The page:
Trump administration moves to crack down on asylum claims

The Trump administration moved Thursday to order a sweeping new change meant to limit asylum claims by immigrants seeking to come to the U.S. 

The policy, revealed in a new rule published in the Federal Register, would make people ineligible for asylum if they cross the U.S. southern border illegally.

The rule ‘would bar such aliens from eligibility for asylum and thereby channel inadmissible aliens to ports of entry, where they would be processed in a controlled, orderly, and lawful manner.’ 

The rule, as outlined by administration officials on a briefing call, is meant to crack down on people who jump the border illegally and then subsequently make asylum claims.

A group of Central American migrants, representing the thousands participating in a caravan trying to reach the U.S. border, undertake an hours-long march to the office of the United Nations' humans rights body in Mexico City, Thursday, Nov. 8, 2018. A new Trump administration rule seeks to dramatically cut back asylum claims

A group of Central American migrants, representing the thousands participating in a caravan trying to reach the U.S. border, undertake an hours-long march to the office of the United Nations' humans rights body in Mexico City, Thursday, Nov. 8, 2018. A new Trump administration rule seeks to dramatically cut back asylum claims

A group of Central American migrants, representing the thousands participating in a caravan trying to reach the U.S. border, undertake an hours-long march to the office of the United Nations’ humans rights body in Mexico City, Thursday, Nov. 8, 2018. A new Trump administration rule seeks to dramatically cut back asylum claims

Many of these immigrants in the past have sought asylum citing a ‘credible fear’ of harm having already committed other offenses, such as entering the country illegally. 

Over time, the number of asylum claims has jumped markedly in recent years, an indication the administration says immigrants are tailoring their responses to claim asylum without merit.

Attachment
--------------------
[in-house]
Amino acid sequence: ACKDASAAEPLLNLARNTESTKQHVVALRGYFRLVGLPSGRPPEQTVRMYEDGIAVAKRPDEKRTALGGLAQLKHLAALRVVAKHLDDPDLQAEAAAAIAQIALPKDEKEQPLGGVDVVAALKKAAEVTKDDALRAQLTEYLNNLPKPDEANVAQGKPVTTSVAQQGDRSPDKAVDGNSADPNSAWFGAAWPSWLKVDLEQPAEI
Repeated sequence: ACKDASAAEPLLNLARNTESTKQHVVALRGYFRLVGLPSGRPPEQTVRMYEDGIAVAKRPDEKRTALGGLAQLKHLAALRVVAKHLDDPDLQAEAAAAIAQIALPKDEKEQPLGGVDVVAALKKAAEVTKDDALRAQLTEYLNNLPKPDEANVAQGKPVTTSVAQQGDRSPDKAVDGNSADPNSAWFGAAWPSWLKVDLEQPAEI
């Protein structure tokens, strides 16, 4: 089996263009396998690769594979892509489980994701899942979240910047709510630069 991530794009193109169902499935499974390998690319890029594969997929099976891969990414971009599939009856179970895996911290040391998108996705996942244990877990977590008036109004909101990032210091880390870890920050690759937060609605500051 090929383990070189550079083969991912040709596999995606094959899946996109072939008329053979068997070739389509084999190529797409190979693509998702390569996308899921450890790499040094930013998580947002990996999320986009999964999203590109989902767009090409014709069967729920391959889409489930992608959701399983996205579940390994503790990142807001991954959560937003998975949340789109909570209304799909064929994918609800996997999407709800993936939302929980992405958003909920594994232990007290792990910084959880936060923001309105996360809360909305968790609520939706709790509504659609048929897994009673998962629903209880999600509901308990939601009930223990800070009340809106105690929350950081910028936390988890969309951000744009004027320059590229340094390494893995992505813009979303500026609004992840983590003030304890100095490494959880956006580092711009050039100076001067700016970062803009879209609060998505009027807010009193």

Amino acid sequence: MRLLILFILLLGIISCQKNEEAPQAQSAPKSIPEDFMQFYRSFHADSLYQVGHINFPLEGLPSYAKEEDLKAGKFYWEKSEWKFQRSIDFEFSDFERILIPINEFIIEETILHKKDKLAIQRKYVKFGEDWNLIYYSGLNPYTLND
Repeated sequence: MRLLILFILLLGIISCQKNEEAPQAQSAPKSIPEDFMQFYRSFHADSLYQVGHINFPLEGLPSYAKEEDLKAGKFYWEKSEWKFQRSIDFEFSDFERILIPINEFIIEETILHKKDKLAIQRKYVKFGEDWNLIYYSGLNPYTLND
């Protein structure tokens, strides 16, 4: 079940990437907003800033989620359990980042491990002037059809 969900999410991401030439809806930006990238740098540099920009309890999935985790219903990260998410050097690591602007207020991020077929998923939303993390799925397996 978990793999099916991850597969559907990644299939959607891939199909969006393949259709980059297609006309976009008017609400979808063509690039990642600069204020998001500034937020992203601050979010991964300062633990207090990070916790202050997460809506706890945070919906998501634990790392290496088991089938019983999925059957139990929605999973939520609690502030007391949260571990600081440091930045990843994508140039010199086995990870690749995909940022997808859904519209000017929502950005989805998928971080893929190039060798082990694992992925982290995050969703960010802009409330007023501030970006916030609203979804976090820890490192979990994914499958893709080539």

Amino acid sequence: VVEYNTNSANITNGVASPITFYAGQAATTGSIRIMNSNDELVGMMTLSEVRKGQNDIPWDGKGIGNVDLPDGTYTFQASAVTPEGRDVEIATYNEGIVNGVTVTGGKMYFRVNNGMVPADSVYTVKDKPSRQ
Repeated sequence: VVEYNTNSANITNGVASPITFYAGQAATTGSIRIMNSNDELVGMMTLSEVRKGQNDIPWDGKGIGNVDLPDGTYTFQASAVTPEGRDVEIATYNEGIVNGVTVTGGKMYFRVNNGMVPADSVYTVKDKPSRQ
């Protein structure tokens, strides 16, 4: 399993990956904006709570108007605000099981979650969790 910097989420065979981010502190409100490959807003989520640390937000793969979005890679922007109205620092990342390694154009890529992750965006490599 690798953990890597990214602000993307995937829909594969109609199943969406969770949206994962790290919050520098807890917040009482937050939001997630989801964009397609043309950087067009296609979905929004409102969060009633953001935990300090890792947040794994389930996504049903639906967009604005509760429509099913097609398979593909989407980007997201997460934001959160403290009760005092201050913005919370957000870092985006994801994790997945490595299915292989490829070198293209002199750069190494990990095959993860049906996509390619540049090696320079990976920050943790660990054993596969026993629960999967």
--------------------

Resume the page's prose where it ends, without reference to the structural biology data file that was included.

It only would affect immigrants who seek asylum after the issuance of a presidential proclamation. 

 ‘Our asylum system is overwhelmed with too many meritless asylum claims from aliens who place a tremendous burden on our resources, preventing us from being able to expeditiously grant asylum to those who truly deserve it,’ Department of Homeland Security Secretary Kirstjen Nielsen and Acting Attorney General Matthew Whitaker said in a joint statement.

In a Nov. 6, 2018 photo, Marine Corps engineers from Camp Pendleton put up razor wire just east of the San Ysidro Port of Entry where trains pass from the US in to Mexico and Mexico to the US to support Border Patrol after President Trump has said he fears an invasion of Hondurans arriving in coming weeks

In a Nov. 6, 2018 photo, Marine Corps engineers from Camp Pendleton put up razor wire just east of the San Ysidro Port of Entry where trains pass from the US in to Mexico and Mexico to the US to support Border Patrol after President Trump has said he fears an invasion of Hondurans arriving in coming weeks

In a Nov. 6, 2018 photo, Marine Corps engineers from Camp Pendleton put up razor wire just east of the San Ysidro Port of Entry where trains pass from the US in to Mexico and Mexico to the US to support Border Patrol after President Trump has said he fears an invasion of Hondurans arriving in coming weeks

‘Today, we are using the authority granted to us by Congress to bar aliens who violate a Presidential suspension of entry or other restriction from asylum eligibility,’ they wrote. 

The White House has yet to release more expansive information about to whom the rule would apply. 

The push comes after President Donald Trump railed during the final weeks of the campaign about ‘caravan after caravan’ making its way to the border through Mexico.

Trump said he was sending 15,000 active duty military to the border to deal with the problem, in what former President Barack Obama called a political ‘stunt.’ The troops began laying barbed wire as the migrants traveled toward the U.S. on foot.  

Under the new rule, immigrants would have to make their asylum claim at an official point of entry, where it could be processed.

Officials say the new policy is grounded in the Immigration and Nationality Act of 1965.

According to the new rule: ‘In recent years, the United States has seen a large increase in the number and proportion of inadmissible aliens subject to expedited removal who assert an intent to apply for asylum or a fear of persecution during that process and are subsequently placed into removal proceedings in immigration court.’

It continues: ‘Most of those aliens unlawfully enter the country between ports of entry along the southern border. Over the past decade, the overall percentage of aliens subject to expedited removal and referred, as part of the initial screening process, for a credible-fear interview jumped from approximately 5% to above 40%, and the total number of credible-fear referrals for interviews increased from about 5,000 a year in Fiscal Year (‘FY’) 2008 to about 97,000 in FY 2018.’

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